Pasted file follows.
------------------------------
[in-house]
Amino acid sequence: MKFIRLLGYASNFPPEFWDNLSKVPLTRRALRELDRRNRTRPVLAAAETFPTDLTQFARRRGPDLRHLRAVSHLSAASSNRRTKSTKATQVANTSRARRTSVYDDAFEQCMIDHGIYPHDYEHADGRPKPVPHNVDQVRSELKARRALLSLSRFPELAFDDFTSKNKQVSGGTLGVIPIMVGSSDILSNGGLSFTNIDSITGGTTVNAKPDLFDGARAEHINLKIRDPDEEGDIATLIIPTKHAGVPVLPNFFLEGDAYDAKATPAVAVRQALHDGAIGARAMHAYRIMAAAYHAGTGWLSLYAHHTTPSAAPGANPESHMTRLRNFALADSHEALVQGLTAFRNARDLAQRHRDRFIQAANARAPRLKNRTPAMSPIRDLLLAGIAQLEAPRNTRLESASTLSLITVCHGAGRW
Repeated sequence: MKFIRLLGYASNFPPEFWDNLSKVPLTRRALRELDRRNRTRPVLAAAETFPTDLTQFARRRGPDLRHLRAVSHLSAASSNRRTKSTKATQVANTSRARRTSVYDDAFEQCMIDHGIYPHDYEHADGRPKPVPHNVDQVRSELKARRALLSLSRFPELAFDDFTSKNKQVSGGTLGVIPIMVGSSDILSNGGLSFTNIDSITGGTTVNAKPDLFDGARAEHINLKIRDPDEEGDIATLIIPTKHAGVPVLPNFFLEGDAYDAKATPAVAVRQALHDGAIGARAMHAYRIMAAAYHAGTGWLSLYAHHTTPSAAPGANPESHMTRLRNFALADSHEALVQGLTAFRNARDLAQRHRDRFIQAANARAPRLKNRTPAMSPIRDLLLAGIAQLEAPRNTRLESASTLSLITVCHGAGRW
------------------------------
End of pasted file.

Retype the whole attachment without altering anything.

[in-house]
Amino acid sequence: MKFIRLLGYASNFPPEFWDNLSKVPLTRRALRELDRRNRTRPVLAAAETFPTDLTQFARRRGPDLRHLRAVSHLSAASSNRRTKSTKATQVANTSRARRTSVYDDAFEQCMIDHGIYPHDYEHADGRPKPVPHNVDQVRSELKARRALLSLSRFPELAFDDFTSKNKQVSGGTLGVIPIMVGSSDILSNGGLSFTNIDSITGGTTVNAKPDLFDGARAEHINLKIRDPDEEGDIATLIIPTKHAGVPVLPNFFLEGDAYDAKATPAVAVRQALHDGAIGARAMHAYRIMAAAYHAGTGWLSLYAHHTTPSAAPGANPESHMTRLRNFALADSHEALVQGLTAFRNARDLAQRHRDRFIQAANARAPRLKNRTPAMSPIRDLLLAGIAQLEAPRNTRLESASTLSLITVCHGAGRW
Repeated sequence: MKFIRLLGYASNFPPEFWDNLSKVPLTRRALRELDRRNRTRPVLAAAETFPTDLTQFARRRGPDLRHLRAVSHLSAASSNRRTKSTKATQVANTSRARRTSVYDDAFEQCMIDHGIYPHDYEHADGRPKPVPHNVDQVRSELKARRALLSLSRFPELAFDDFTSKNKQVSGGTLGVIPIMVGSSDILSNGGLSFTNIDSITGGTTVNAKPDLFDGARAEHINLKIRDPDEEGDIATLIIPTKHAGVPVLPNFFLEGDAYDAKATPAVAVRQALHDGAIGARAMHAYRIMAAAYHAGTGWLSLYAHHTTPSAAPGANPESHMTRLRNFALADSHEALVQGLTAFRNARDLAQRHRDRFIQAANARAPRLKNRTPAMSPIRDLLLAGIAQLEAPRNTRLESASTLSLITVCHGAGRW